When they talk about us having less, or living sustainably, or living in a closed-loop economy, what they mean is: we will have less—a lot less—so that billionaires can have more. It’s this principle that informed the Liberal Party’s billion-dollar Digital Economy Strategy 2030 which is reliant on the Trusted Digital Identity Bill. Indeed, the bulk of the supporting commentary around digital identity and the Digital Economy Strategy 2030 obsesses about how the government will be able to manage Australia’s economy onto a so-called sustainable path—a UN path.

For a glimpse into this future, we need only look at the food menus on display at the UN climate summit that the Prime Minister attended earlier this month. Each dish listed its carbon footprint, with a United Nations pledge to reduce the carbon footprint of every meal consumed across the world, including ours, every day. What happens when a government, obsessed with pursuing digital net-zero policies, decides to encourage people to reduce the carbon footprint of our food choices? We already know the UN is pushing vegetarianism and limiting red meat consumption to one mouthful per person per day.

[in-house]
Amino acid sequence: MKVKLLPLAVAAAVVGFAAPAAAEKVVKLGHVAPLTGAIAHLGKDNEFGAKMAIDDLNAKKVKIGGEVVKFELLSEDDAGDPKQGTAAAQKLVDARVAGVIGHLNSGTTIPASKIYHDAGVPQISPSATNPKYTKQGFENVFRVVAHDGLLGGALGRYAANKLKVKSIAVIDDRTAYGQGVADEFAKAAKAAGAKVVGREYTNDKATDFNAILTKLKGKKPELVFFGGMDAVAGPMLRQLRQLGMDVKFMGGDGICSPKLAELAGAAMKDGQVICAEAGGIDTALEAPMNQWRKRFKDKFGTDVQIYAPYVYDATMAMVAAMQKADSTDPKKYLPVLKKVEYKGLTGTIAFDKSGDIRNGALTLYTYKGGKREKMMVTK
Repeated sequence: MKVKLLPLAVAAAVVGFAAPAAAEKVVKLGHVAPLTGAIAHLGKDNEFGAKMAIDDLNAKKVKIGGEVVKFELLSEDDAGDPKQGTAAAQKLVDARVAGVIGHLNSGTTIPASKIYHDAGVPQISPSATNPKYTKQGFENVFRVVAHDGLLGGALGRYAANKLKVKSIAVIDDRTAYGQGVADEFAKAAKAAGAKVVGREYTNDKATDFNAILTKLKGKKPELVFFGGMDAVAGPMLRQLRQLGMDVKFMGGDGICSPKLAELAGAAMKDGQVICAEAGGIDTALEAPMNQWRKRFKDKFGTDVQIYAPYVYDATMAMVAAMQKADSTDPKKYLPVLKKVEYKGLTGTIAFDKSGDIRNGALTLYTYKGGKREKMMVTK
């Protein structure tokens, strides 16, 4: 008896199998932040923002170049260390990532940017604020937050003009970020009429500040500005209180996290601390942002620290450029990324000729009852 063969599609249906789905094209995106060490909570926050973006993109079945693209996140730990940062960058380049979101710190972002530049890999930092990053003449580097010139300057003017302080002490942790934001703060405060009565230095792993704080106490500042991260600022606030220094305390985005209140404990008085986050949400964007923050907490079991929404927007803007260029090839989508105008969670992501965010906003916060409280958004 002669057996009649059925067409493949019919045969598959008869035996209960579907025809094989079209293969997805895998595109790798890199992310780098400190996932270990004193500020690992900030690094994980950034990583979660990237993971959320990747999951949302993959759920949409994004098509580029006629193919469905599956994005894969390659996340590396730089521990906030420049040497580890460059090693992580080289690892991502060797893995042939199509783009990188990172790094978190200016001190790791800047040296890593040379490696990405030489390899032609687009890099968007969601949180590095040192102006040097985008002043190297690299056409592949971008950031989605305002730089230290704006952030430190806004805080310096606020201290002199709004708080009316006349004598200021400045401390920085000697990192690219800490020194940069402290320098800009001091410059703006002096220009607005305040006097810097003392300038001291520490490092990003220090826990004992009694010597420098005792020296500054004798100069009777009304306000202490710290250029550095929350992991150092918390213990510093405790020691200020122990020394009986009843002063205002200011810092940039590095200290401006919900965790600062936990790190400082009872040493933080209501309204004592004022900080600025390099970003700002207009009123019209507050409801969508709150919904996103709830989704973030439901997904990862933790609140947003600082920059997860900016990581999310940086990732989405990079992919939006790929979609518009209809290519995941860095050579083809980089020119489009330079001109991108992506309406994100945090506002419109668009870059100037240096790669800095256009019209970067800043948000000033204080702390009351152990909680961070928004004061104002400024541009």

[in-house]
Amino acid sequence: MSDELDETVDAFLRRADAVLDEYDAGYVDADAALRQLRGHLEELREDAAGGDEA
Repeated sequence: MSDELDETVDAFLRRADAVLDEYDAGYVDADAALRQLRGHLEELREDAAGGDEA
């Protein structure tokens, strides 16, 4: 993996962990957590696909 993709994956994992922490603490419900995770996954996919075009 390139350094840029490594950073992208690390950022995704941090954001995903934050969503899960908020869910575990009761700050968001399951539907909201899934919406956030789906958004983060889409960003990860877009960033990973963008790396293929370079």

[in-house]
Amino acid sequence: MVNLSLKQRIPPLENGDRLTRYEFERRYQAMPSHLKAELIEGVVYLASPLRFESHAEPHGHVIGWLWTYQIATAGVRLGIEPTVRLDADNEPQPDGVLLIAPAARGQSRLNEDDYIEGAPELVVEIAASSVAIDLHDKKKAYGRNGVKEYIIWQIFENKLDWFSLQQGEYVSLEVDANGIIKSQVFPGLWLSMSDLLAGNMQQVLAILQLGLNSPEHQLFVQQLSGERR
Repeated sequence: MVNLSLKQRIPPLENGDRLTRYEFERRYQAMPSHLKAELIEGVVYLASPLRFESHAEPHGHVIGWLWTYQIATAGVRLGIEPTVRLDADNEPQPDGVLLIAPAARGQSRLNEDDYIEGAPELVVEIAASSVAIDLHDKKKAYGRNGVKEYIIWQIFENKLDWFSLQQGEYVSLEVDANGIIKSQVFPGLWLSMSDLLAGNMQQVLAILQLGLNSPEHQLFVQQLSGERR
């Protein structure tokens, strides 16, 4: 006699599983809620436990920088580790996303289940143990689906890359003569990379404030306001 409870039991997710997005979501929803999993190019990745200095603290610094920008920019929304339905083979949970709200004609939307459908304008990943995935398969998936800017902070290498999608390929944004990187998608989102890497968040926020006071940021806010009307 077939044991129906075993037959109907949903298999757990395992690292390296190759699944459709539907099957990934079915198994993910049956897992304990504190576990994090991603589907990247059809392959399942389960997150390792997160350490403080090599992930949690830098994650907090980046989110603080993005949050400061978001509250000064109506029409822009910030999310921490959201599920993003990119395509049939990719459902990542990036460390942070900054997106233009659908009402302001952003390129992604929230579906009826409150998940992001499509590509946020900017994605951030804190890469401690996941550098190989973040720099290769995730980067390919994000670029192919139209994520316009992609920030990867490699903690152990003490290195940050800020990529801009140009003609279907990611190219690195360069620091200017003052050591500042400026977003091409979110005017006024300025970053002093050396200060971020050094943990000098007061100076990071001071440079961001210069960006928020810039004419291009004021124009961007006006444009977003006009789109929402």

The level of control this legislation provides to the UN is frightening. Instead of allowing businesses to seek out and explore natural market forces and people’s needs, digital identity is a tool to introduce a controlled economy under international direction, where implementing something like net zero can be mandated individually.

One Nation rejects providing more power to unelected, unrepresentative, unaccountable UN bureaucrats to control everyday Australians in what we can eat, where we can travel, how much water and power we can use, under the threat of being shut off from the ability to feed, clothe and house ourselves.